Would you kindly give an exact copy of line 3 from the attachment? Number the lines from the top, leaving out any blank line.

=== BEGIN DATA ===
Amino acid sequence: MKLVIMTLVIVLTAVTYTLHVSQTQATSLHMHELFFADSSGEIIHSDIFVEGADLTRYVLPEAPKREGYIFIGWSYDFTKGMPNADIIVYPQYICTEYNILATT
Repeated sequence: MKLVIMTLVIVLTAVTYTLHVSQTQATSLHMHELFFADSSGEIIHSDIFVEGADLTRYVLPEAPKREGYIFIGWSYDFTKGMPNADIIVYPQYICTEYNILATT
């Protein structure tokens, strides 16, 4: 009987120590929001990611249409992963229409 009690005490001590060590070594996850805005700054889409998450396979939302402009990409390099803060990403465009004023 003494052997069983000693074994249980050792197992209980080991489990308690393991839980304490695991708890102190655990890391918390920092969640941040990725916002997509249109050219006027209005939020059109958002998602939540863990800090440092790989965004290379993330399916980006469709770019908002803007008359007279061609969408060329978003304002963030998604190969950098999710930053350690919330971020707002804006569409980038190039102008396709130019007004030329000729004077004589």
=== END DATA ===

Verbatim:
């Protein structure tokens, strides 16, 4: 009987120590929001990611249409992963229409 009690005490001590060590070594996850805005700054889409998450396979939302402009990409390099803060990403465009004023 003494052997069983000693074994249980050792197992209980080991489990308690393991839980304490695991708890102190655990890391918390920092969640941040990725916002997509249109050219006027209005939020059109958002998602939540863990800090440092790989965004290379993330399916980006469709770019908002803007008359007279061609969408060329978003304002963030998604190969950098999710930053350690919330971020707002804006569409980038190039102008396709130019007004030329000729004077004589």